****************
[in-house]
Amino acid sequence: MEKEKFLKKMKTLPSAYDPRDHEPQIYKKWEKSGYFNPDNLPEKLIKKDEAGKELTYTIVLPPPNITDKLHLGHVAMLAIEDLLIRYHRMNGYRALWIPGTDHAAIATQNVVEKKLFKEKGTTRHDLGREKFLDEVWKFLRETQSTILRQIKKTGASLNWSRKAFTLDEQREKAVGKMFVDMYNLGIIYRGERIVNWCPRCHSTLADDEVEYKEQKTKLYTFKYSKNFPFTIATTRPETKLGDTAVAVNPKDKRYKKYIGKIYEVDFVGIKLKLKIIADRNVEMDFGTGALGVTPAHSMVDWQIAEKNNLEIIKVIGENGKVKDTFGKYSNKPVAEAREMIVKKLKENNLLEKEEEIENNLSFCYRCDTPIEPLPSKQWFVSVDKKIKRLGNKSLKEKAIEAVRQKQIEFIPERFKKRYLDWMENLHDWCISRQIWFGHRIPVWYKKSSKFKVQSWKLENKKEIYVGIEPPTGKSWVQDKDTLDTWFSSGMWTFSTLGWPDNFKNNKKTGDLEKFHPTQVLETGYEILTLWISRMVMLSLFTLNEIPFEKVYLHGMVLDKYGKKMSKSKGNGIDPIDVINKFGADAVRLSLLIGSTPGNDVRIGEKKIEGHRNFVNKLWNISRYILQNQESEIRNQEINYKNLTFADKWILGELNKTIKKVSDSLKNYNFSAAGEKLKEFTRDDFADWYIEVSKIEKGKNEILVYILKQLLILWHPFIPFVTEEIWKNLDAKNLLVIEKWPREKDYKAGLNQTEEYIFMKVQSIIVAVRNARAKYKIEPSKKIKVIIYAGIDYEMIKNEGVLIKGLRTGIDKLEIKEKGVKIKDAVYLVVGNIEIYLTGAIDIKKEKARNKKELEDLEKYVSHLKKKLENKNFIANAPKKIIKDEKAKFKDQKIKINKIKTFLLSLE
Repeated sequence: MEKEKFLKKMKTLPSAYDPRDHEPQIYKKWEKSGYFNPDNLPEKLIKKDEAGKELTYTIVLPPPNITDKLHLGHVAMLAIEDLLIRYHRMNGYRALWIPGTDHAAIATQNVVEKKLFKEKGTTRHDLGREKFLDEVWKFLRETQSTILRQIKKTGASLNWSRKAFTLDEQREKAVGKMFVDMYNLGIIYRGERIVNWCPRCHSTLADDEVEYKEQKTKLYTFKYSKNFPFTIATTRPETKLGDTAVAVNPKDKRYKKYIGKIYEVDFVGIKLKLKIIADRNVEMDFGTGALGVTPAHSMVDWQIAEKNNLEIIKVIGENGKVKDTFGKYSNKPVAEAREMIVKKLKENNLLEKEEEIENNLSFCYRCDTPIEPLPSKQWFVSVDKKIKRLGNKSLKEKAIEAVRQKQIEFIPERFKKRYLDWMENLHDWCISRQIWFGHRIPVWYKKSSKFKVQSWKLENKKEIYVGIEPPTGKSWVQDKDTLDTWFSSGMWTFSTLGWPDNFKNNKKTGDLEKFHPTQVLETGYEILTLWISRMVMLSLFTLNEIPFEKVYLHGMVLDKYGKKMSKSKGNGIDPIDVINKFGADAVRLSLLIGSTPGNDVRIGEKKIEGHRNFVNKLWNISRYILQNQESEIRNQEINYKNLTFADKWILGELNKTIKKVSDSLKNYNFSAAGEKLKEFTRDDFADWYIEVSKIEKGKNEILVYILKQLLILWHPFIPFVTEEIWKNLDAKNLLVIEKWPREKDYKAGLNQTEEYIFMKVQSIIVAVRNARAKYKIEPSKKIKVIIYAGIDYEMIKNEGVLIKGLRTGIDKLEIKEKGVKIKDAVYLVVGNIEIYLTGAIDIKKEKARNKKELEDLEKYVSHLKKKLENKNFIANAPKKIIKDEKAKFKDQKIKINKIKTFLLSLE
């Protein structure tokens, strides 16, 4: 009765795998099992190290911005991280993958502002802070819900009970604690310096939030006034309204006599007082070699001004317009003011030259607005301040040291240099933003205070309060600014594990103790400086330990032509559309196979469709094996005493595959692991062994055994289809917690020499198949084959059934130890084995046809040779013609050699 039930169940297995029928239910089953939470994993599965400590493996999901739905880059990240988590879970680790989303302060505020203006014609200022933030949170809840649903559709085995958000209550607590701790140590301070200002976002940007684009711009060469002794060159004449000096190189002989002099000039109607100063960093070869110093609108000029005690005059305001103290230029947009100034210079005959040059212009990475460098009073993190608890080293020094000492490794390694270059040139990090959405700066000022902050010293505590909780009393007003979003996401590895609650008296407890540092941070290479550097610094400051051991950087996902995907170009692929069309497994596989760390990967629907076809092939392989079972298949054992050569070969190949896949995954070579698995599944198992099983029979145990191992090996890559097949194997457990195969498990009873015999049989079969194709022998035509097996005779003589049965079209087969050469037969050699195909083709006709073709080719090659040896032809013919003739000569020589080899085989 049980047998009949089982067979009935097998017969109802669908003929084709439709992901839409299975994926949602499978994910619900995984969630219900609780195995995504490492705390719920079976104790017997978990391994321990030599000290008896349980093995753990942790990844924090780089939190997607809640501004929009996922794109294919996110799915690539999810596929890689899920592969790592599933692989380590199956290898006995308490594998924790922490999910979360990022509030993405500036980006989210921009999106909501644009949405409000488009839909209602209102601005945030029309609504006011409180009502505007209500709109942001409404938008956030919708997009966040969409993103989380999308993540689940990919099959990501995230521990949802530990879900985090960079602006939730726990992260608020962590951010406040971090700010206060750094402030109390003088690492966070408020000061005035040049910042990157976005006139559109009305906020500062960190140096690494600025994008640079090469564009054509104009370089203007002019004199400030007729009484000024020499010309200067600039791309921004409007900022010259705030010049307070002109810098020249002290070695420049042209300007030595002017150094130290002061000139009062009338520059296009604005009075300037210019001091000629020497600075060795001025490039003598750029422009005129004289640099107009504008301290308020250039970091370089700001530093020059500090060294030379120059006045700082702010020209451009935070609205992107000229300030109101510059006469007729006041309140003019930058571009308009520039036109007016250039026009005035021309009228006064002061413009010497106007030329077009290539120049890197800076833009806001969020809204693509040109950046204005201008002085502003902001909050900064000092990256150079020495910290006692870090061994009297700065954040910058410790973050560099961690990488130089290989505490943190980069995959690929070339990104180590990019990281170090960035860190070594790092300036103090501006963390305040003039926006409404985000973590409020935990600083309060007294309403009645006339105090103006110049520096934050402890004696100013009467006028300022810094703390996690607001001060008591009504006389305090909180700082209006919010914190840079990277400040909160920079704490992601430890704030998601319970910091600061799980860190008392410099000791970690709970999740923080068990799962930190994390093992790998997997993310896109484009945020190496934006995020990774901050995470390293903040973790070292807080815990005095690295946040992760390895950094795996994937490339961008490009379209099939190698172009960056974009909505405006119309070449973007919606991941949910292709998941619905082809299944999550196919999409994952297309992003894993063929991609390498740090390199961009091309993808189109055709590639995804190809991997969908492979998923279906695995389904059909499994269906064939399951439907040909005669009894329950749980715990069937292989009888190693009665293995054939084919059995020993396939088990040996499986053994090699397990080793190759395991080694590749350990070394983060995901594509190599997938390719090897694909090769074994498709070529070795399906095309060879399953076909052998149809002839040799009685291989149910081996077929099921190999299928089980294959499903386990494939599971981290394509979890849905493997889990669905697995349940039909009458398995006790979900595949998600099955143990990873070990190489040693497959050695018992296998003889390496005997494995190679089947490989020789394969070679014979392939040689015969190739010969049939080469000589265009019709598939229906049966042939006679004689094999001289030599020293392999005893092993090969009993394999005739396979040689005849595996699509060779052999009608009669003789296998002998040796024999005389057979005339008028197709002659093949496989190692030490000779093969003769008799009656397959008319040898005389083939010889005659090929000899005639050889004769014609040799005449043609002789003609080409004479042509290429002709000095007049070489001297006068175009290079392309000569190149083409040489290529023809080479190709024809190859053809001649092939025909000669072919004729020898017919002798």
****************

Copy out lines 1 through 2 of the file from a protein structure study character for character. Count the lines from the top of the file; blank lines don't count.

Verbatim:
[in-house]
Amino acid sequence: MEKEKFLKKMKTLPSAYDPRDHEPQIYKKWEKSGYFNPDNLPEKLIKKDEAGKELTYTIVLPPPNITDKLHLGHVAMLAIEDLLIRYHRMNGYRALWIPGTDHAAIATQNVVEKKLFKEKGTTRHDLGREKFLDEVWKFLRETQSTILRQIKKTGASLNWSRKAFTLDEQREKAVGKMFVDMYNLGIIYRGERIVNWCPRCHSTLADDEVEYKEQKTKLYTFKYSKNFPFTIATTRPETKLGDTAVAVNPKDKRYKKYIGKIYEVDFVGIKLKLKIIADRNVEMDFGTGALGVTPAHSMVDWQIAEKNNLEIIKVIGENGKVKDTFGKYSNKPVAEAREMIVKKLKENNLLEKEEEIENNLSFCYRCDTPIEPLPSKQWFVSVDKKIKRLGNKSLKEKAIEAVRQKQIEFIPERFKKRYLDWMENLHDWCISRQIWFGHRIPVWYKKSSKFKVQSWKLENKKEIYVGIEPPTGKSWVQDKDTLDTWFSSGMWTFSTLGWPDNFKNNKKTGDLEKFHPTQVLETGYEILTLWISRMVMLSLFTLNEIPFEKVYLHGMVLDKYGKKMSKSKGNGIDPIDVINKFGADAVRLSLLIGSTPGNDVRIGEKKIEGHRNFVNKLWNISRYILQNQESEIRNQEINYKNLTFADKWILGELNKTIKKVSDSLKNYNFSAAGEKLKEFTRDDFADWYIEVSKIEKGKNEILVYILKQLLILWHPFIPFVTEEIWKNLDAKNLLVIEKWPREKDYKAGLNQTEEYIFMKVQSIIVAVRNARAKYKIEPSKKIKVIIYAGIDYEMIKNEGVLIKGLRTGIDKLEIKEKGVKIKDAVYLVVGNIEIYLTGAIDIKKEKARNKKELEDLEKYVSHLKKKLENKNFIANAPKKIIKDEKAKFKDQKIKINKIKTFLLSLE